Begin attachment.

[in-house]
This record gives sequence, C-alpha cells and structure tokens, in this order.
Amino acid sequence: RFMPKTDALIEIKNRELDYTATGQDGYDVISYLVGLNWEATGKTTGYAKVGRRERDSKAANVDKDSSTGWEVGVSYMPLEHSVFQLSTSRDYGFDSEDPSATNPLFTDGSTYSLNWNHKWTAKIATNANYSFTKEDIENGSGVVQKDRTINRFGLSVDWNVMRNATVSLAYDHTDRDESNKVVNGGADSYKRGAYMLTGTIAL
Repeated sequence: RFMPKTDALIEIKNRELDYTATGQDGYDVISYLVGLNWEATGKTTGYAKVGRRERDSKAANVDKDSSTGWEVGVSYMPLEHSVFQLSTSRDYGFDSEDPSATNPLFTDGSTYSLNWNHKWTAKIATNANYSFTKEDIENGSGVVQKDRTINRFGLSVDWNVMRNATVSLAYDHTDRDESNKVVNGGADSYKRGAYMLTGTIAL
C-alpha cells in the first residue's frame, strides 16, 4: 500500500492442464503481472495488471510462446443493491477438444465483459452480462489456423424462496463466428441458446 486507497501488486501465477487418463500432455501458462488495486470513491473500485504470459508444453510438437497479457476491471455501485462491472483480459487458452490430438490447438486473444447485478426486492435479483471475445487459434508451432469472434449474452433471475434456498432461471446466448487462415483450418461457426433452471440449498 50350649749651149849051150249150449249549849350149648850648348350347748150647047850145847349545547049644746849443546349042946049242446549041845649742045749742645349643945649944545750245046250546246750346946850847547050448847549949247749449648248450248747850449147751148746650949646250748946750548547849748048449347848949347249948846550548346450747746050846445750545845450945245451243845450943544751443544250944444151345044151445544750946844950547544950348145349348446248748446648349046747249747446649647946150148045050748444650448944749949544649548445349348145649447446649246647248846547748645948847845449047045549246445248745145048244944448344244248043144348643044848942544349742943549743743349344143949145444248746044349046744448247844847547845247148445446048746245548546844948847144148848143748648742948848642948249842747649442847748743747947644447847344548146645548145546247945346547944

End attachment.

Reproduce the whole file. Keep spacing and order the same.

[in-house]
This record gives sequence, C-alpha cells and structure tokens, in this order.
Amino acid sequence: RFMPKTDALIEIKNRELDYTATGQDGYDVISYLVGLNWEATGKTTGYAKVGRRERDSKAANVDKDSSTGWEVGVSYMPLEHSVFQLSTSRDYGFDSEDPSATNPLFTDGSTYSLNWNHKWTAKIATNANYSFTKEDIENGSGVVQKDRTINRFGLSVDWNVMRNATVSLAYDHTDRDESNKVVNGGADSYKRGAYMLTGTIAL
Repeated sequence: RFMPKTDALIEIKNRELDYTATGQDGYDVISYLVGLNWEATGKTTGYAKVGRRERDSKAANVDKDSSTGWEVGVSYMPLEHSVFQLSTSRDYGFDSEDPSATNPLFTDGSTYSLNWNHKWTAKIATNANYSFTKEDIENGSGVVQKDRTINRFGLSVDWNVMRNATVSLAYDHTDRDESNKVVNGGADSYKRGAYMLTGTIAL
C-alpha cells in the first residue's frame, strides 16, 4: 500500500492442464503481472495488471510462446443493491477438444465483459452480462489456423424462496463466428441458446 486507497501488486501465477487418463500432455501458462488495486470513491473500485504470459508444453510438437497479457476491471455501485462491472483480459487458452490430438490447438486473444447485478426486492435479483471475445487459434508451432469472434449474452433471475434456498432461471446466448487462415483450418461457426433452471440449498 50350649749651149849051150249150449249549849350149648850648348350347748150647047850145847349545547049644746849443546349042946049242446549041845649742045749742645349643945649944545750245046250546246750346946850847547050448847549949247749449648248450248747850449147751148746650949646250748946750548547849748048449347848949347249948846550548346450747746050846445750545845450945245451243845450943544751443544250944444151345044151445544750946844950547544950348145349348446248748446648349046747249747446649647946150148045050748444650448944749949544649548445349348145649447446649246647248846547748645948847845449047045549246445248745145048244944448344244248043144348643044848942544349742943549743743349344143949145444248746044349046744448247844847547845247148445446048746245548546844948847144148848143748648742948848642948249842747649442847748743747947644447847344548146645548145546247945346547944